SWITZERLAND, JANUARY 27 – Lagos, Ogun and Ekiti states are leading the drafting of model bills on the South-West security outfit, Operation Amotekun
The Ekiti State Attorney General and Commissioner for Justice, Wale Fapohunda, who gave this indication in an interview with Nigerian newspaper, Punch on Sunday, also said operatives of Amotekun, would have the power to arrest suspected criminals.
Fapohunda said this just as indications emerged on Sunday that the South-West attorneys general would on February 6 meet to harmonise positions of different states on the proposed Operation Amotekun bills.
The Federal Government and the South-West governors had, at a meeting in Abuja on Thursday, resolved their differences on Operation Amotekun, which was launched in Ibadan on January 9 to address killings and kidnapping in the zone.
The meeting, which was presided over by Vice-President Yemi Osinbajo, was attended by the South-West governors and the Attorney General of the Federation, Abubakar Malami, SAN, who declared Operation Amotekun illegal on January 14.
At the meeting, both sides agreed that each of the South-West states should make a law to back Operation Amotekun.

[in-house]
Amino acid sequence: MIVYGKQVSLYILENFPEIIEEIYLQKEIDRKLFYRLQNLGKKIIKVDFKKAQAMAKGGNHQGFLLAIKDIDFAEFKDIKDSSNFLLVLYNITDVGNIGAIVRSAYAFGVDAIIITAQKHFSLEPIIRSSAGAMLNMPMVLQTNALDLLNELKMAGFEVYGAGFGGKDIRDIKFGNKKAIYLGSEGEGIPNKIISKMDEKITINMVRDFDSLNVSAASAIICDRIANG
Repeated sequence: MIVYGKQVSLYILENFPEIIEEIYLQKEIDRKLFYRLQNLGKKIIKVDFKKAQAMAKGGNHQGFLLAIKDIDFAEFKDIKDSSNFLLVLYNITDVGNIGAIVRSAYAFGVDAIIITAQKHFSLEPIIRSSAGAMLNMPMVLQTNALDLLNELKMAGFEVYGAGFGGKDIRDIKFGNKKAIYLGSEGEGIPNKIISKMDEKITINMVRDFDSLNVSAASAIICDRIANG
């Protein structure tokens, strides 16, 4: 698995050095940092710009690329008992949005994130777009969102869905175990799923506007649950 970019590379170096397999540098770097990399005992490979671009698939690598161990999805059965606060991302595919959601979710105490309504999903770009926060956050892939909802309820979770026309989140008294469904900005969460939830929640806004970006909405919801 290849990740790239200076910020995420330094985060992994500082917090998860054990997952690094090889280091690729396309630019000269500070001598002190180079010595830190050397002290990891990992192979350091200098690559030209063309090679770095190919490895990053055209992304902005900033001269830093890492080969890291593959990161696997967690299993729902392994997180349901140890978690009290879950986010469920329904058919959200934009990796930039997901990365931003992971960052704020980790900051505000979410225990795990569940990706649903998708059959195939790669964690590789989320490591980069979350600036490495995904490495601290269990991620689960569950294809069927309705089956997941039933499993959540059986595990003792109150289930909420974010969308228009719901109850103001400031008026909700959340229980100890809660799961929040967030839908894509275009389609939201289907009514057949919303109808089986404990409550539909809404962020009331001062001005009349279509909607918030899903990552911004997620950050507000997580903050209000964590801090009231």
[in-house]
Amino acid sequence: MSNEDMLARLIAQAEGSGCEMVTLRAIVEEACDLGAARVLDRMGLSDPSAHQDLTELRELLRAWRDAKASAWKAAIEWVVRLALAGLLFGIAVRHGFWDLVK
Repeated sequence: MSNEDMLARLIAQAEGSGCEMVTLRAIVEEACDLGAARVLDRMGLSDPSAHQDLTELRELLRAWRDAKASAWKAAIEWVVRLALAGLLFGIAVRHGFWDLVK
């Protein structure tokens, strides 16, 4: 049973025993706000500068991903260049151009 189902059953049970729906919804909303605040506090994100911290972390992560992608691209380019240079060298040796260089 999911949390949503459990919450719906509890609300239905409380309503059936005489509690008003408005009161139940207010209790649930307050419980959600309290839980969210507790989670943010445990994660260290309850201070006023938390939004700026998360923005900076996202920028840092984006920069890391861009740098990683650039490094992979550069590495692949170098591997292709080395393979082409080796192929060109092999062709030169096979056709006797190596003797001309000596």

As a follow-up to the agreement reached in Abuja, the attorneys general of the South-West states met in Ibadan on Thursday to begin the process of making Amotekun laws in their states.
Shedding light on the proposed Amotekun bill, Fapohunda, in the interview, stated, “We ultimately want to create a security outfit that is accountable and responsible to the people of each of the states involved so that they can have faith in the outfit. We have sights on a law that has focus on the people’s lives.
The legal framework being drafted by the attorneys general will contain the mandate of Amotekun. The mandate is very crucial and that will be clearly stated; then the administrative structure, particularly as it relates to the issue of accountability and their power particularly as it relates to that of arrest.
“Power of arrest is not new. All our non-conventional forces have the power of arrest. What is important is that when they arrest, what happens to those that they arrest? The way Amotekun will work is that if they see a crime that is being committed, they will have to inform the national security forces like the police, where that is not possible, they can arrest and hand over such a person to the security agencies.”
Fapohunda, who said Amotekun across the different state commands would be working in collaboration, said the law would also spell out the relations among Amotekun in the six South-West states.